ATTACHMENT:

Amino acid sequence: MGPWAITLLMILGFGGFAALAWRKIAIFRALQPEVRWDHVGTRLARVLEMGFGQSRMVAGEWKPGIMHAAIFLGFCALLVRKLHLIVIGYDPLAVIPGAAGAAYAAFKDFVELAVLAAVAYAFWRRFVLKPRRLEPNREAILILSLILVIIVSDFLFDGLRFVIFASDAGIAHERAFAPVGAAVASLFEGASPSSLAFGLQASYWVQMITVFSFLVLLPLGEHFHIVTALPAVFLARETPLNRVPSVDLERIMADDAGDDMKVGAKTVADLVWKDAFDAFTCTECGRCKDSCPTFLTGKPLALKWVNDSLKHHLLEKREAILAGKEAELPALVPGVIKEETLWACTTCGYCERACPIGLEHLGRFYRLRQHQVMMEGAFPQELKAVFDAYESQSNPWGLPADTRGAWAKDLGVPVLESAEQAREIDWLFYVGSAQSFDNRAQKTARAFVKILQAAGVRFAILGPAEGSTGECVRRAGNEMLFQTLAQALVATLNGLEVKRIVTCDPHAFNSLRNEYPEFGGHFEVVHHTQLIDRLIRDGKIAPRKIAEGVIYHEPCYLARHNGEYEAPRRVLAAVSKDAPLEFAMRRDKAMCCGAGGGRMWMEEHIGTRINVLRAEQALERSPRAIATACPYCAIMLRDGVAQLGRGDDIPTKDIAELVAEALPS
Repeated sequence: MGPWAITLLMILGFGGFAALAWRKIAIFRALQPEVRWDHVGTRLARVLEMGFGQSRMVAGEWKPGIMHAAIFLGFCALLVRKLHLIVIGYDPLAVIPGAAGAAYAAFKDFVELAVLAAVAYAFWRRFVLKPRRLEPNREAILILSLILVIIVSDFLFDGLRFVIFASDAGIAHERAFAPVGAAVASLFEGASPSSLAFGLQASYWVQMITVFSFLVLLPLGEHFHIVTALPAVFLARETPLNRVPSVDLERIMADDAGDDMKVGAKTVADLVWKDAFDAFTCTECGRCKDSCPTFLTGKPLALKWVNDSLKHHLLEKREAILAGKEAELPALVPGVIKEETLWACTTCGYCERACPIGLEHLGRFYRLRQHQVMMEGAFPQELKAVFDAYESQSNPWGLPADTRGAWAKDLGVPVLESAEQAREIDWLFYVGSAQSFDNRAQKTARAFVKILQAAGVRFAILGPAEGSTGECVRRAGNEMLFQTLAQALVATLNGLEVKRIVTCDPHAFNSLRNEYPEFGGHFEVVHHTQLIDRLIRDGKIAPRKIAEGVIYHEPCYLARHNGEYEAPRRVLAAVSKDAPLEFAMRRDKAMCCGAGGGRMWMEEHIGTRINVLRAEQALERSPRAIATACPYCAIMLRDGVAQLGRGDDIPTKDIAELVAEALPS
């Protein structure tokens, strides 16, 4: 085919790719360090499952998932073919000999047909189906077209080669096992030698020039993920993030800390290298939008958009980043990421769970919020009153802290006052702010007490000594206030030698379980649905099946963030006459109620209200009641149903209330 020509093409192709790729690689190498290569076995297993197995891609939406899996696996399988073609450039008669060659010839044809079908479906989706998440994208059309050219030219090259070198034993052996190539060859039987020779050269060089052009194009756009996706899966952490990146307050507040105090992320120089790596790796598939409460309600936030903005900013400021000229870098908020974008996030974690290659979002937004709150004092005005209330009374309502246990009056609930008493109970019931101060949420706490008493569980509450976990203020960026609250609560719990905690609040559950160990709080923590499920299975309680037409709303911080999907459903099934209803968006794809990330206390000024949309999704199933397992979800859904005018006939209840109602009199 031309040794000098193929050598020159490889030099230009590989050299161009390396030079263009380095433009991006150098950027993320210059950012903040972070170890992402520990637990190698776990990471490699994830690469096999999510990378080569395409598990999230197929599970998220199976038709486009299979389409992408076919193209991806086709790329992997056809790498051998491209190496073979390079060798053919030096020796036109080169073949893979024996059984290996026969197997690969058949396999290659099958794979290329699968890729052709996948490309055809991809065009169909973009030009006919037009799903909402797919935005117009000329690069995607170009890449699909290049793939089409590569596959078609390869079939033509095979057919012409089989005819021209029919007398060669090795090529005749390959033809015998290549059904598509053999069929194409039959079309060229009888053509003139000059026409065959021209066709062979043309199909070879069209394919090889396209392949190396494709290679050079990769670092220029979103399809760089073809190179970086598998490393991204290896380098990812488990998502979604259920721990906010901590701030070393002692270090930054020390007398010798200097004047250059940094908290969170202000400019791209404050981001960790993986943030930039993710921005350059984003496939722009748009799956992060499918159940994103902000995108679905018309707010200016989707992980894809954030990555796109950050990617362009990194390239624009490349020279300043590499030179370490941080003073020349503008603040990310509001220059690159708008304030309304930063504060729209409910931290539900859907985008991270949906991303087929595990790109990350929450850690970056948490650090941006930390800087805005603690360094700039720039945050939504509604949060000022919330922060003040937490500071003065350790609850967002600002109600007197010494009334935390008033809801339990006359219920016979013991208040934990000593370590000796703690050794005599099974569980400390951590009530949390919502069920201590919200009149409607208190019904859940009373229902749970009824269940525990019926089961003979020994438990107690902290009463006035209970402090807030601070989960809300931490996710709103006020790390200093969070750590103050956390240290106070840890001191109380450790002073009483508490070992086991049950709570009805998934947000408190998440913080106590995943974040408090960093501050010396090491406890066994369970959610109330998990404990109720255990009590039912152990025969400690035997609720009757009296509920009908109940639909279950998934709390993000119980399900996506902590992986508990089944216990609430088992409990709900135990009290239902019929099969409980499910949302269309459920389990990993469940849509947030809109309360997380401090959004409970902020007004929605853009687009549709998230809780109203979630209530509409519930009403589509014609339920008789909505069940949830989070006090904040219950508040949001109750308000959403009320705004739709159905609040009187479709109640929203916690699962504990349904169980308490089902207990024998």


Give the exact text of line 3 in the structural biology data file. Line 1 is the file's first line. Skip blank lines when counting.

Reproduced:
């Protein structure tokens, strides 16, 4: 085919790719360090499952998932073919000999047909189906077209080669096992030698020039993920993030800390290298939008958009980043990421769970919020009153802290006052702010007490000594206030030698379980649905099946963030006459109620209200009641149903209330 020509093409192709790729690689190498290569076995297993197995891609939406899996696996399988073609450039008669060659010839044809079908479906989706998440994208059309050219030219090259070198034993052996190539060859039987020779050269060089052009194009756009996706899966952490990146307050507040105090992320120089790596790796598939409460309600936030903005900013400021000229870098908020974008996030974690290659979002937004709150004092005005209330009374309502246990009056609930008493109970019931101060949420706490008493569980509450976990203020960026609250609560719990905690609040559950160990709080923590499920299975309680037409709303911080999907459903099934209803968006794809990330206390000024949309999704199933397992979800859904005018006939209840109602009199 031309040794000098193929050598020159490889030099230009590989050299161009390396030079263009380095433009991006150098950027993320210059950012903040972070170890992402520990637990190698776990990471490699994830690469096999999510990378080569395409598990999230197929599970998220199976038709486009299979389409992408076919193209991806086709790329992997056809790498051998491209190496073979390079060798053919030096020796036109080169073949893979024996059984290996026969197997690969058949396999290659099958794979290329699968890729052709996948490309055809991809065009169909973009030009006919037009799903909402797919935005117009000329690069995607170009890449699909290049793939089409590569596959078609390869079939033509095979057919012409089989005819021209029919007398060669090795090529005749390959033809015998290549059904598509053999069929194409039959079309060229009888053509003139000059026409065959021209066709062979043309199909070879069209394919090889396209392949190396494709290679050079990769670092220029979103399809760089073809190179970086598998490393991204290896380098990812488990998502979604259920721990906010901590701030070393002692270090930054020390007398010798200097004047250059940094908290969170202000400019791209404050981001960790993986943030930039993710921005350059984003496939722009748009799956992060499918159940994103902000995108679905018309707010200016989707992980894809954030990555796109950050990617362009990194390239624009490349020279300043590499030179370490941080003073020349503008603040990310509001220059690159708008304030309304930063504060729209409910931290539900859907985008991270949906991303087929595990790109990350929450850690970056948490650090941006930390800087805005603690360094700039720039945050939504509604949060000022919330922060003040937490500071003065350790609850967002600002109600007197010494009334935390008033809801339990006359219920016979013991208040934990000593370590000796703690050794005599099974569980400390951590009530949390919502069920201590919200009149409607208190019904859940009373229902749970009824269940525990019926089961003979020994438990107690902290009463006035209970402090807030601070989960809300931490996710709103006020790390200093969070750590103050956390240290106070840890001191109380450790002073009483508490070992086991049950709570009805998934947000408190998440913080106590995943974040408090960093501050010396090491406890066994369970959610109330998990404990109720255990009590039912152990025969400690035997609720009757009296509920009908109940639909279950998934709390993000119980399900996506902590992986508990089944216990609430088992409990709900135990009290239902019929099969409980499910949302269309459920389990990993469940849509947030809109309360997380401090959004409970902020007004929605853009687009549709998230809780109203979630209530509409519930009403589509014609339920008789909505069940949830989070006090904040219950508040949001109750308000959403009320705004739709159905609040009187479709109640929203916690699962504990349904169980308490089902207990024998």